We seem to be getting a lot of calls to put together a SPIF program for channels because “we have to motivate them to start selling now!” Such a request is often reactionary, and ill conceived for what has to be done “now”. Before I go on much further, let me first establish the appropriate context for this entry:
The word “SPIF” is an acronym for “Sale Promotion Incentive Fund” which is often seen with 2 “f’s” (which it doesn’t have), albeit that spelling seems to be somewhat acceptable to me when authors turn it into a “word” vs an acronym (as in “spiff”). In any case, we will use this reference as a sales incentive program targeting individual sales representatives (vs. rewarding Partner Companies as a whole). Literally, a “SPIF” program might be offered to your own sales force, or Sales Reps employed by your channel partners or resellers. For the purpose of this audience, my comments will be directed to those planning on offing such a program to their reseller sales reps.
With that context behind us, the following considerations seem to come up with every discussion surrounding the subject with clients inquiring about putting such an incentive program together. SPIF programs can be especially effective for influencing behavior because they directly target the sales rep: “where the rubber meets the road”, as they say.
Tactical vs. Strategic: Tactical SPIF programs are designed to address a short term need (such as depleting stock of an end of life product). Strategic Programs are characterized by longer timeframes and are designed to build “relationships” with participants as much as motivate specific behavior. These are often referred to as Loyalty Programs. The challenge with the shorter-term tactical programs is the investment required to launch one in both cost and time. In addition to creating the infrastructure, there are costs around deploying and communicating the program in an effort to secure participation from all the right parties before the program period is over. What’s interesting to me is how manufacturers underestimate what is required to get mindshare from potential participants, and then once they do, the program expires. So, despite the investment in time and money, manufacturers have to start the process all over again the following year when a similar need arises. More often than not, these hastily designed programs rarely achieve the levels of participation and sales that manufactures hoped. Strategic Programs, on the other hand, create a foundation and a relationship for varying “rewardable” activities over time, and you only need to create the infrastructure and seek buy-in once. Generally, you’ll get a better bang for your buck over time.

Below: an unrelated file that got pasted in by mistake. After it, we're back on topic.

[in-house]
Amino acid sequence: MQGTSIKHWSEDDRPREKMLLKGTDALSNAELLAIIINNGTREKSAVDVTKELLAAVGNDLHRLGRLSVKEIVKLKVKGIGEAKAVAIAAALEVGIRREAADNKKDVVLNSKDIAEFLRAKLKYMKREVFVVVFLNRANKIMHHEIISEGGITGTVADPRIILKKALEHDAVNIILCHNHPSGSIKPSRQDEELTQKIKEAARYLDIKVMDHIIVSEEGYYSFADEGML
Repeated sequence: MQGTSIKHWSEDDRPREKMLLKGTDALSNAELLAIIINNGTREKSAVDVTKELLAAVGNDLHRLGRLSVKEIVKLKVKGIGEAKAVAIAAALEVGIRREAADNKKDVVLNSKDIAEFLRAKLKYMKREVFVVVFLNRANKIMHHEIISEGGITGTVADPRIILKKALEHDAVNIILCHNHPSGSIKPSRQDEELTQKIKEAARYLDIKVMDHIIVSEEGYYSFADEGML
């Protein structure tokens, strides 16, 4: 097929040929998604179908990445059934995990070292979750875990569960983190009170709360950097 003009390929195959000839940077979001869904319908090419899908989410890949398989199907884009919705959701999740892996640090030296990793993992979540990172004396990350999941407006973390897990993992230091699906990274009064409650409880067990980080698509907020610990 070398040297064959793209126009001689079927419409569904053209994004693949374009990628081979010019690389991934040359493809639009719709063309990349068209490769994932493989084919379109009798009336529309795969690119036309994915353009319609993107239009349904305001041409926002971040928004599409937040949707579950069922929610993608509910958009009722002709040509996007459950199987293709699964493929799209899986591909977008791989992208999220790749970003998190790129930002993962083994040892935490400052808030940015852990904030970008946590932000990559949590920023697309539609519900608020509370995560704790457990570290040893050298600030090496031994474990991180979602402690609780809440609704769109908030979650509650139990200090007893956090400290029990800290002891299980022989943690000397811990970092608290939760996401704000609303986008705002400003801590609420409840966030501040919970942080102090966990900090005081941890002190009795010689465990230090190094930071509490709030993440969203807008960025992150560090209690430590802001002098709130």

Partner Acceptance of SPIF Programs in general: One of the things we have discovered is that a growing number of leading partner companies do not want their vendors influencing sales through SPIF programs. Rather, these partners prefer that all rewards go to the company for redistribution as they see fit.More often than not, the resellers who are against these programs represent the 20% of your partner base that makes up 80% of your sales. Not getting their buy-in can hamper the success of your program. Interestingly, acceptance of such programs targeting reseller sales reps can be higher if it is structured as a strategic program that addresses mutual needs of both the manufacture and reseller, and includes rewards for “Soft” activities (such as training) as well as “hard” sales. This rejection of tactical SPIF program by leading partners is often a surprise by manufactures after the fact. Don’t let that happen to you.
Get your Ts and Cs in order: Terms and conditions are a key requirement for the program before you launch it. Effectively designed Ts and Cs can protect you and your partners from embarrassment–and possibly litigation–in the future. Be sure that all participants agree to the program Ts & Cs as a condition of participation. Regardless of who authors them, it is the sponsor’s responsibility to make sure they are legal and binding within the jurisdictions offered, so be sure your legal team approves all Terms and Conditions for each country that you offer such a program. Note that as much as we take these programs for granted in North America, SPIF programs are flat out NOT LEGAL in many countries in EMEA and APAC as it implies formal employment between the resellers’ reps and sponsoring manufacturer—so don’t take this step lightly. Note that within the US, W-9s will have to be completed and 1099’s will have to be issued to all participants earning in excess of $600.
Consider pre-registration: One benefit to pre-registration is that it can provide an early metric for program acceptance before any sales are made. This will help you determine whether you need to step-up communication efforts in order to get the level of participation you expect throughout the program period. And for program participants, pre-registration can all simplify the process when subsequent sales are made, as much of the personal information has already been pre-registered.
There are many other considerations, too. But those will be topics of future entries. Perhaps you have some hard earned lessons of your own that you’d like to share…